Living near green space boosts teenagers ’ mental health, UCLA study finds

Teenagers who live within a few blocks of green space are more likely to have better mental health than teens who don ’t,according to a study by the UCLA Center for Health Policy Research.Researchers usedCalifornia Health Interview Survey data from 2011 to 2014,  combined with information from a satellite-generated map showing the density of vegetation. They found that when the level of “greenness” within 350 meters of a home — a radius of approximately two city blocks — is in the top 25 percentile, a teen living in that home is 36 percent less lik ely to have serious psychological distress than a teen living in an area with greenness in the bottom 25 percentile.The study, published in the journal  Health&Place, also found that adults 65 and older who have greater exposure to greenness also have lower rates of serious psychological distress, although younger adults do not have the same mental health benefit as seniors.According to previous research, that may be because older teens and seniors are more likely to stay within their neighborhoods and have a stronger response to their local environment. Meng said that because teens ’ brains are still developing, the finding that teens benefit more from being near green space is significant.“The study suggests that older adults and teens seem to respond well mentally to nearby ‘doses’ of plants and trees,” saidYing-Ying Meng, co-director of the cent...
Source: UCLA Newsroom: Health Sciences - Category: Universities & Medical Training Source Type: news

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Source: Expert Review of Anti-Infective Therapy - Category: Infectious Diseases Tags: Expert Rev Anti Infect Ther Source Type: research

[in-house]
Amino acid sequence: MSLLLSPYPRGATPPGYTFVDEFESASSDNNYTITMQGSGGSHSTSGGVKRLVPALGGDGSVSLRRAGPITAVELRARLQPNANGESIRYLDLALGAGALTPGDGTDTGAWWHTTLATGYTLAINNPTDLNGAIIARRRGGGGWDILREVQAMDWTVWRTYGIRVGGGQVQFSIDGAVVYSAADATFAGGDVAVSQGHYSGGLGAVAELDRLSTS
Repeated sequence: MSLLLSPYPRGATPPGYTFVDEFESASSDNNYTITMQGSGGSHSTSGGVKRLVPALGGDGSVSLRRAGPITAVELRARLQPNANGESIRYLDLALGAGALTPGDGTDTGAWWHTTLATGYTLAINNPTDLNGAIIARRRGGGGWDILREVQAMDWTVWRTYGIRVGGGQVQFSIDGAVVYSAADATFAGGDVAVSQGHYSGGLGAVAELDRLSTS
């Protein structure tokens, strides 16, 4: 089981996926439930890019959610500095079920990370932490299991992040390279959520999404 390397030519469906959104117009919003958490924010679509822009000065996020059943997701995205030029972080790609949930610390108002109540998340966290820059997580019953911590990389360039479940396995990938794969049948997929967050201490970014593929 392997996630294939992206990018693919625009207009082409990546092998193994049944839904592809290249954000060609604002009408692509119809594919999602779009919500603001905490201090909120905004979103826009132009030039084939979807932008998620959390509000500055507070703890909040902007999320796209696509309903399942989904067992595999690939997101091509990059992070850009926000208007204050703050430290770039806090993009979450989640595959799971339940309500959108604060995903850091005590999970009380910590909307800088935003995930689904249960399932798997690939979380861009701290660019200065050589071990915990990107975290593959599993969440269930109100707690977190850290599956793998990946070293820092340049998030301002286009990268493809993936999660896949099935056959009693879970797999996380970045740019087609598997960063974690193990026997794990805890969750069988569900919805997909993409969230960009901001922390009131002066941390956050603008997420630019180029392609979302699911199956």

Authors: Rombauts A, Abelenda-Alonso G, Cuervo G, Gudiol C, Carratalà J Abstract INTRODUCTION: Despite adequate antibiotic coverage, community-acquired pneumonia (CAP) remains a leading cause of hospitalization and mortality worldwide. It induces both a local pulmonary and a systemic inflammatory response, particularly significant in severe cases. The intensity of the dysregulated host response varies from patient to patient and has a negative impact on survival and other outcomes. AREAS COVERED: This comprehensive review summarizes the pathophysiological aspects of the inflammatory response in CAP, brie...
Source: Expert Review of Anti-Infective Therapy - Category: Infectious Diseases Tags: Expert Rev Anti Infect Ther Source Type: research
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Source: Expert Review of Anti-Infective Therapy - Category: Infectious Diseases Tags: Expert Rev Anti Infect Ther Source Type: research
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Source: Expert Review of Anti-Infective Therapy - Category: Infectious Diseases Tags: Expert Rev Anti Infect Ther Source Type: research
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